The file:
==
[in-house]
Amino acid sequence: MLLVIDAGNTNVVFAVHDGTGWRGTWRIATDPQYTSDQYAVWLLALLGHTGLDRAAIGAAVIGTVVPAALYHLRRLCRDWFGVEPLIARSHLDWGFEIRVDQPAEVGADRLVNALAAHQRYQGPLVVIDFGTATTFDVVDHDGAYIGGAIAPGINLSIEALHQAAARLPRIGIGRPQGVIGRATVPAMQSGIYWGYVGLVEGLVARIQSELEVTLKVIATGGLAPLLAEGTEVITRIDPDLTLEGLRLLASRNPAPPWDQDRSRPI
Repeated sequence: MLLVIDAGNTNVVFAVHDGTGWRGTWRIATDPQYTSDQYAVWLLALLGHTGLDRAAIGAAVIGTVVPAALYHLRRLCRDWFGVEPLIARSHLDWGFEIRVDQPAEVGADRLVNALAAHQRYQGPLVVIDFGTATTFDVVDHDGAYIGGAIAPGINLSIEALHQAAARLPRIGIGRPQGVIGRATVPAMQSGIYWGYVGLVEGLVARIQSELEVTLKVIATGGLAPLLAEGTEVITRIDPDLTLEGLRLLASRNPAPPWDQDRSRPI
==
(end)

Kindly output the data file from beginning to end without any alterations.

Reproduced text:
[in-house]
Amino acid sequence: MLLVIDAGNTNVVFAVHDGTGWRGTWRIATDPQYTSDQYAVWLLALLGHTGLDRAAIGAAVIGTVVPAALYHLRRLCRDWFGVEPLIARSHLDWGFEIRVDQPAEVGADRLVNALAAHQRYQGPLVVIDFGTATTFDVVDHDGAYIGGAIAPGINLSIEALHQAAARLPRIGIGRPQGVIGRATVPAMQSGIYWGYVGLVEGLVARIQSELEVTLKVIATGGLAPLLAEGTEVITRIDPDLTLEGLRLLASRNPAPPWDQDRSRPI
Repeated sequence: MLLVIDAGNTNVVFAVHDGTGWRGTWRIATDPQYTSDQYAVWLLALLGHTGLDRAAIGAAVIGTVVPAALYHLRRLCRDWFGVEPLIARSHLDWGFEIRVDQPAEVGADRLVNALAAHQRYQGPLVVIDFGTATTFDVVDHDGAYIGGAIAPGINLSIEALHQAAARLPRIGIGRPQGVIGRATVPAMQSGIYWGYVGLVEGLVARIQSELEVTLKVIATGGLAPLLAEGTEVITRIDPDLTLEGLRLLASRNPAPPWDQDRSRPI